3.Reform would encourage "euthanasia": It does not. It's a malicious myth that reform would encourage or even require euthanasia for seniors. For seniors who want to consult with their family and physicians about end-of life decisions, reform will help to cover these voluntary, private consultations for those who want help with these personal and difficult family decisions.

4.Vets' health care is safe and sound: It's a myth that health insurance reform will affect veterans' access to the care they get now. To the contrary, the President's budget significantly expands coverage under the VA, extending care to 500,000 more veterans who were previously excluded. The VA Healthcare system will continue to be available for all eligible veterans.

5.Reform will benefit small business - not burden it: It's a myth that health insurance reform will hurt small businesses. To the contrary, reform will ease the burdens on small businesses, provide tax credits to help them pay for employee coverage and help level the playing field with big firms who pay much less to cover their employees on average.

6.Your Medicare is safe, and stronger with reform: It's myth that Health Insurance Reform would be financed by cutting Medicare benefits. To the contrary, reform will improve the long-term financial health of Medicare, ensure better coordination, eliminate waste and unnecessary subsidies to insurance companies, and help to close the Medicare "doughnut" hole to make prescription drugs more affordable for seniors.

7.You can keep your own insurance: It's myth that reform will force you out of your current insurance plan or force you to change doctors. To the contrary, reform will expand your choices, not eliminate them.

8.No, government will not do anything with your bank account: It is an absurd myth that government will be in charge of your bank accounts. Health insurance reform will simplify administration, making it easier and more convenient for you to pay bills in a method that you choose. Just like paying a phone bill or a utility bill, you can pay by traditional check, or by a direct electronic payment. And forms will be standardized so they will be easier to understand. The choice is up to you - and the same rules of privacy will apply as they do for all other electronic payments that people make.

Learn more and get details:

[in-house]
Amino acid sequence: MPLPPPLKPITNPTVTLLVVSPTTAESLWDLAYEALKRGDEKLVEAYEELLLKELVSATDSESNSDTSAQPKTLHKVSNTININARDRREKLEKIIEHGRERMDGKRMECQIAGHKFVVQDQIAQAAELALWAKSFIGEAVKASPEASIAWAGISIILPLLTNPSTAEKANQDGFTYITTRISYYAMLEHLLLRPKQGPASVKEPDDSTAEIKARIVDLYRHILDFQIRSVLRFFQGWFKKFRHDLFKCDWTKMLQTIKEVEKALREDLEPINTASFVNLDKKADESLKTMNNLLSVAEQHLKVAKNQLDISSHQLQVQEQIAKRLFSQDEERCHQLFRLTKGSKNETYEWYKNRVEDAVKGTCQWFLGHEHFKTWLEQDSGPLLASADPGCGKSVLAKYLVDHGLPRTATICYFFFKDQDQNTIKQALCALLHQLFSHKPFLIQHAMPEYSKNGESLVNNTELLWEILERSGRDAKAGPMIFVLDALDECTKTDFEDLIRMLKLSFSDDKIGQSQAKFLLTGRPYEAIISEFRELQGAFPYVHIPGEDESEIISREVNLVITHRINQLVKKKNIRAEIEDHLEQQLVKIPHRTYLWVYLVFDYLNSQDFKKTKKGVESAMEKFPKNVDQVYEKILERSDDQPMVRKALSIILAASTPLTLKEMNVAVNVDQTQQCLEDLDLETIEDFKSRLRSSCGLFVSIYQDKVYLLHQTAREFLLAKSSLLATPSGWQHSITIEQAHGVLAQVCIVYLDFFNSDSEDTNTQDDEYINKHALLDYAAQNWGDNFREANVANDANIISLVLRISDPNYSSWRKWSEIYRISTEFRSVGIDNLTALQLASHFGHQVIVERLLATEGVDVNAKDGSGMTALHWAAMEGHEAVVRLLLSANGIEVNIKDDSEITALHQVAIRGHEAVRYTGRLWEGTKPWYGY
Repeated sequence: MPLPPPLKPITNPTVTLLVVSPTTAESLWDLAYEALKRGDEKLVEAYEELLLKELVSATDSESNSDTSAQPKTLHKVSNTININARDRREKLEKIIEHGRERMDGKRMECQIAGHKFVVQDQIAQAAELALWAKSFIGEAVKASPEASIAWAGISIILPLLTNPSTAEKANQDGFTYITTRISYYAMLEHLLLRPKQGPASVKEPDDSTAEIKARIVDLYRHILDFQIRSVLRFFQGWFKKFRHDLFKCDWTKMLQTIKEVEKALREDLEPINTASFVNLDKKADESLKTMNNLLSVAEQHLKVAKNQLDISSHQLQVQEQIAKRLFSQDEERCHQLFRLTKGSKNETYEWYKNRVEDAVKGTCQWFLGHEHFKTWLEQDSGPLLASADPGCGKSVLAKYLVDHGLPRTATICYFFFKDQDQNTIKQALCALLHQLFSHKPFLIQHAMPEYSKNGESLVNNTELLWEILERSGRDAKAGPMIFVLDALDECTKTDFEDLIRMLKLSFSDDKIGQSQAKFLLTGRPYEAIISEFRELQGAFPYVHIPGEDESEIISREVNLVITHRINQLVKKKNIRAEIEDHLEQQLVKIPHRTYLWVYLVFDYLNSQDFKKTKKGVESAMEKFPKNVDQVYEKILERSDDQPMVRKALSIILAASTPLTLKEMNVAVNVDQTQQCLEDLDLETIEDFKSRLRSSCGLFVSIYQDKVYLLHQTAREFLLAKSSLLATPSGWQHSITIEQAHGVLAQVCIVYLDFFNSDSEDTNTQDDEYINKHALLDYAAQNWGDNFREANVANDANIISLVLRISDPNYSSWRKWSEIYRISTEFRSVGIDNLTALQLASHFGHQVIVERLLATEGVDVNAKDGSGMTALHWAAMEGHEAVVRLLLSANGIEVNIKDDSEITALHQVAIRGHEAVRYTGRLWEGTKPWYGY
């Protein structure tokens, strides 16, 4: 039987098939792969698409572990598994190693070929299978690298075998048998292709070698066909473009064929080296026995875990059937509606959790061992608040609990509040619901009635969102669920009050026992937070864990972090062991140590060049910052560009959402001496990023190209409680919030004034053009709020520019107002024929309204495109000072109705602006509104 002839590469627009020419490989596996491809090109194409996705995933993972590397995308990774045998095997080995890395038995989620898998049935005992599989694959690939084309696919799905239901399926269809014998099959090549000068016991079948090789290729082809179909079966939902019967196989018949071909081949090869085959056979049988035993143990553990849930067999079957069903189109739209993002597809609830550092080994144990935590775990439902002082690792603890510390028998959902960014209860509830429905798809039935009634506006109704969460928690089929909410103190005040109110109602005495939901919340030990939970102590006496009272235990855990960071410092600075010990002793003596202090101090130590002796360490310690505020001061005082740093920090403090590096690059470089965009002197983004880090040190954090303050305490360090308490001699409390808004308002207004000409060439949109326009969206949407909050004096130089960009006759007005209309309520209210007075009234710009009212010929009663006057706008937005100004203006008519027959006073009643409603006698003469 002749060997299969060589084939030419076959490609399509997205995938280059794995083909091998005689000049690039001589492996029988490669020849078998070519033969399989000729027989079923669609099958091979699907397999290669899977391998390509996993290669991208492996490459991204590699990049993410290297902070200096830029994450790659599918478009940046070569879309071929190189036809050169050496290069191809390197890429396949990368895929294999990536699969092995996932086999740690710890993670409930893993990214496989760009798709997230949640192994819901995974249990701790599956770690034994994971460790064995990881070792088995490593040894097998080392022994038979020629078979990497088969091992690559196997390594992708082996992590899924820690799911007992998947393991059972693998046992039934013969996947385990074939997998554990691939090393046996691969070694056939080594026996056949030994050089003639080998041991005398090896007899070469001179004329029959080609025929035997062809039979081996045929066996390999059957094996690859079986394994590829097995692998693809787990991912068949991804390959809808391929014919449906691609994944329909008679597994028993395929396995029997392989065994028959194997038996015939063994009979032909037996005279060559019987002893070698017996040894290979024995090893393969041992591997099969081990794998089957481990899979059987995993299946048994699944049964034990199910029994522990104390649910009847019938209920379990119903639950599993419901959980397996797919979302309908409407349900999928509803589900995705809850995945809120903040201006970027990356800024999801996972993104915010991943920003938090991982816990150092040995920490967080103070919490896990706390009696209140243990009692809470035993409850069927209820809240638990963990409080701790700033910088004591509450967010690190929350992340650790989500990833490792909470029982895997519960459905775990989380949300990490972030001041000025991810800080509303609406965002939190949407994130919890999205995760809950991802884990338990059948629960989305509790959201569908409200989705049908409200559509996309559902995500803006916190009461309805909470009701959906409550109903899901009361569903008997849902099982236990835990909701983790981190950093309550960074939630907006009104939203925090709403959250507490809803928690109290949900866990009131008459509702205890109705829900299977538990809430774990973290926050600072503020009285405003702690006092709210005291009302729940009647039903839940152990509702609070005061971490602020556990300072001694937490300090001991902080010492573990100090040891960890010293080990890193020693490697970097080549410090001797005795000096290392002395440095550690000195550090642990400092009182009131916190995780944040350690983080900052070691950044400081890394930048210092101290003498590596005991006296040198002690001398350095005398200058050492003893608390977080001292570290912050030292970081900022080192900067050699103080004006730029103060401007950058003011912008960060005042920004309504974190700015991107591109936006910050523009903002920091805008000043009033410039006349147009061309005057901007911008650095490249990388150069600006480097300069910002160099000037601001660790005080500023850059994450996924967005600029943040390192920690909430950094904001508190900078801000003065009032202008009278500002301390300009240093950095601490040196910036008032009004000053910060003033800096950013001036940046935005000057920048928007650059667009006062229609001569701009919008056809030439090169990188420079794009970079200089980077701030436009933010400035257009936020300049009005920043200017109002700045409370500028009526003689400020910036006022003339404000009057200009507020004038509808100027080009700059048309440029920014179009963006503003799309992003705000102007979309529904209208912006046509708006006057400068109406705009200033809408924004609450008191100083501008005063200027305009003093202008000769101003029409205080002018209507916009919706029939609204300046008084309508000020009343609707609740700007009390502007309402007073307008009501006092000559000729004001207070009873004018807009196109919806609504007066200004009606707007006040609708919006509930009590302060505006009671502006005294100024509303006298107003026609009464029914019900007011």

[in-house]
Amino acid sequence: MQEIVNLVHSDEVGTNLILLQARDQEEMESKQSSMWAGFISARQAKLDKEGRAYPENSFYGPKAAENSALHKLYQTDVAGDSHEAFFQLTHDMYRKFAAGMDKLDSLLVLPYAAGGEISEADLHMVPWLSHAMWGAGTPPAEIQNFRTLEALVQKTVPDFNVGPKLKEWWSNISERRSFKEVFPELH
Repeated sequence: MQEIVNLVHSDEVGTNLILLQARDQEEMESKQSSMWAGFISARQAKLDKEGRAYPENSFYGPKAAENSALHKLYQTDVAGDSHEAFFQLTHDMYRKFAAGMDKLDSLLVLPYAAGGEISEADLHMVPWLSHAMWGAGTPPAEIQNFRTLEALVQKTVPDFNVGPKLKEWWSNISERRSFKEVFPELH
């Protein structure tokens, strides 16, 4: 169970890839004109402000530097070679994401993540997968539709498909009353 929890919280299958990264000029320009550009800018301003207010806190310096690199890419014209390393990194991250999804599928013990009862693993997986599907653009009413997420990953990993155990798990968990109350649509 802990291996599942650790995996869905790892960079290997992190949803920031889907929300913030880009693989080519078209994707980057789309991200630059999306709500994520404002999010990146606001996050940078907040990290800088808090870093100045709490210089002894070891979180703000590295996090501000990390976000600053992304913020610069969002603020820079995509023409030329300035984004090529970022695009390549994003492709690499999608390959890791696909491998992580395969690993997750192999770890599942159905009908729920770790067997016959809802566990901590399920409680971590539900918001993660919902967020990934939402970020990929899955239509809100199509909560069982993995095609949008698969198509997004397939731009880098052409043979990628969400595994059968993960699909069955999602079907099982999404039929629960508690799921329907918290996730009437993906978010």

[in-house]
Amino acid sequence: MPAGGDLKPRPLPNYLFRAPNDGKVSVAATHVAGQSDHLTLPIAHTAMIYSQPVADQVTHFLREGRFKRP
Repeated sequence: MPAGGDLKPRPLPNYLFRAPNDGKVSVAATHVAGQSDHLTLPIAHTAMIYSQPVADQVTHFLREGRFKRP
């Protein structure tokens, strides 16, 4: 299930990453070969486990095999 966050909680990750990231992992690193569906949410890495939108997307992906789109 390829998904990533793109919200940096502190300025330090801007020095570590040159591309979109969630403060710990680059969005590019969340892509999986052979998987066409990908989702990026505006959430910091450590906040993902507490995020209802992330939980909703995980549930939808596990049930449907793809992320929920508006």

whitehouse.gov/realitycheck/faq
whitehouse.gov/realitycheck

8 Reasons We Need Health Insurance Reform Now

1.Coverage Denied to Millions: A recent national survey estimated that 12.6 million non-elderly adults - 36 percent of those who tried to purchase health insurance directly from an insurance company in the individual insurance market - were in fact discriminated against because of a pre-existing condition in the previous three years or dropped from coverage when they became seriously ill. Learn more:
http://www.healthreform.gov/reports/denied_coverage/index.html


2.Less Care for More Costs: With each passing year, Americans are paying more for health care coverage. Employer-sponsored health insurance premiums have nearly doubled since 2000, a rate three times faster than wages. In 2008, the average premium for a family plan purchased through an employer was $12,680, nearly the annual earnings of a full-time minimum wage job. Americans pay more than ever for health insurance, but get less coverage. Learn more: http://www.healthreform.gov/reports/hiddencosts/index.html

3.Roadblocks to Care for Women: Women's reproductive health requires more regular contact with health care providers, including yearly pap smears, mammograms, and obstetric care. Women are also more likely to report fair or poor health than men (9.5% versus 9.0%). While rates of chronic conditions such as diabetes and high blood pressure are similar to men, women are twice as likely to suffer from headaches and are more likely to experience joint, back or neck pain. These chronic conditions often require regular and frequent treatment and follow-up care. Learn more: http://www.healthreform.gov/reports/women/index.html


4.Hard Times in the Heartland: Throughout rural America, there are nearly 50 million people who face challenges in accessing health care. The past several decades have consistently shown higher rates of poverty, mortality, uninsurance, and limited access to a primary health care provider in rural areas. With the recent economic downturn, there is potential for an increase in many of the health disparities and access concerns that are already elevated in rural communities. Learn more: http://www.healthreform.gov/reports/hardtimes

5.Small Businesses Struggle to Provide Health Coverage: Nearly one-third of the uninsured - 13 million people - are employees of firms with less than 100 workers. From 2000 to 2007, the proportion of non-elderly Americans covered by employer-based health insurance fell from 66% to 61%. Much of this decline stems from small business. The percentage of small businesses offering coverage dropped from 68% to 59%, while large firms held stable at 99%. About a third of such workers in firms with fewer than 50 employees obtain insurance through a spouse. Learn more: